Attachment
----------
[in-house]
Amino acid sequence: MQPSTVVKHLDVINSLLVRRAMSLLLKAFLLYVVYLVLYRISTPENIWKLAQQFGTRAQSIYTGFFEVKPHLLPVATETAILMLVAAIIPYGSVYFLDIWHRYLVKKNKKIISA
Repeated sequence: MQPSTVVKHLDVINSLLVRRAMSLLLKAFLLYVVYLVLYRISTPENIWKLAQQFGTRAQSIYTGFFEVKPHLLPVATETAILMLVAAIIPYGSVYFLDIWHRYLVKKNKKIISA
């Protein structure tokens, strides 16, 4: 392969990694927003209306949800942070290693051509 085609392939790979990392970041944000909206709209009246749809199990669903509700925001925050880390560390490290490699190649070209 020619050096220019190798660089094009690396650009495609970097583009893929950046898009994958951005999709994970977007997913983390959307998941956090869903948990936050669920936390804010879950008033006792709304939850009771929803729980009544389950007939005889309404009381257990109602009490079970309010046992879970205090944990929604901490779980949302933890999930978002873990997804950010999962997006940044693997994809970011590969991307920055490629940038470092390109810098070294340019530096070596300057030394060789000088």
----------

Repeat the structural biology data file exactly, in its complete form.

[in-house]
Amino acid sequence: MQPSTVVKHLDVINSLLVRRAMSLLLKAFLLYVVYLVLYRISTPENIWKLAQQFGTRAQSIYTGFFEVKPHLLPVATETAILMLVAAIIPYGSVYFLDIWHRYLVKKNKKIISA
Repeated sequence: MQPSTVVKHLDVINSLLVRRAMSLLLKAFLLYVVYLVLYRISTPENIWKLAQQFGTRAQSIYTGFFEVKPHLLPVATETAILMLVAAIIPYGSVYFLDIWHRYLVKKNKKIISA
């Protein structure tokens, strides 16, 4: 392969990694927003209306949800942070290693051509 085609392939790979990392970041944000909206709209009246749809199990669903509700925001925050880390560390490290490699190649070209 020619050096220019190798660089094009690396650009495609970097583009893929950046898009994958951005999709994970977007997913983390959307998941956090869903948990936050669920936390804010879950008033006792709304939850009771929803729980009544389950007939005889309404009381257990109602009490079970309010046992879970205090944990929604901490779980949302933890999930978002873990997804950010999962997006940044693997994809970011590969991307920055490629940038470092390109810098070294340019530096070596300057030394060789000088």